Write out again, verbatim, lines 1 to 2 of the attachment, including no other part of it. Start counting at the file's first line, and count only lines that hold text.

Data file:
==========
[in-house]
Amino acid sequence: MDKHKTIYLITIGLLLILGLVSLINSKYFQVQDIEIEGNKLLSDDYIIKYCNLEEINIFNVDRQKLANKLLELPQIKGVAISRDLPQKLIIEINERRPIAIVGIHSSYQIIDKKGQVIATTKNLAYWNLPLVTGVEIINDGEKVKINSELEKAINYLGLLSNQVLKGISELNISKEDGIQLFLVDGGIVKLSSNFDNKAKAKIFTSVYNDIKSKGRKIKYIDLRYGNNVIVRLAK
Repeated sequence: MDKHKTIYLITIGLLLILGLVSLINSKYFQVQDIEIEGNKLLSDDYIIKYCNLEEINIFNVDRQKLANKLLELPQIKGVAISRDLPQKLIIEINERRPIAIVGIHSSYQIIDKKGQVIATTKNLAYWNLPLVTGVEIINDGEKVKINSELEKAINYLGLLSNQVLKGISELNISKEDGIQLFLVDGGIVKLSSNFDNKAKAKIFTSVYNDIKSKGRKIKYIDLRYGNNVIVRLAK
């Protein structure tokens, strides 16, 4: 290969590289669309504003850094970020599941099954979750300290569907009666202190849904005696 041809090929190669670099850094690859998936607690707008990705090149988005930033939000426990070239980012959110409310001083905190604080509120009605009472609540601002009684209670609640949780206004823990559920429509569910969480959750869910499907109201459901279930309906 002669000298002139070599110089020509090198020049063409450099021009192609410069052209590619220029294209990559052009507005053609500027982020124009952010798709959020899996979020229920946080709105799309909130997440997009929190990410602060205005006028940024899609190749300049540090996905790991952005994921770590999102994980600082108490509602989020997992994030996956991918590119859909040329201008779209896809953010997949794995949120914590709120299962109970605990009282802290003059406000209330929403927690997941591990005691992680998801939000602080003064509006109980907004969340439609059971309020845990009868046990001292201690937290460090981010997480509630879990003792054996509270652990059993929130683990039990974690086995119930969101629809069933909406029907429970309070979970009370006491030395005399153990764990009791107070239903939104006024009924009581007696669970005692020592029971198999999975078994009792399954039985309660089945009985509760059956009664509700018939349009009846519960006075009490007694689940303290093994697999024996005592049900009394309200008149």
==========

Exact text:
[in-house]
Amino acid sequence: MDKHKTIYLITIGLLLILGLVSLINSKYFQVQDIEIEGNKLLSDDYIIKYCNLEEINIFNVDRQKLANKLLELPQIKGVAISRDLPQKLIIEINERRPIAIVGIHSSYQIIDKKGQVIATTKNLAYWNLPLVTGVEIINDGEKVKINSELEKAINYLGLLSNQVLKGISELNISKEDGIQLFLVDGGIVKLSSNFDNKAKAKIFTSVYNDIKSKGRKIKYIDLRYGNNVIVRLAK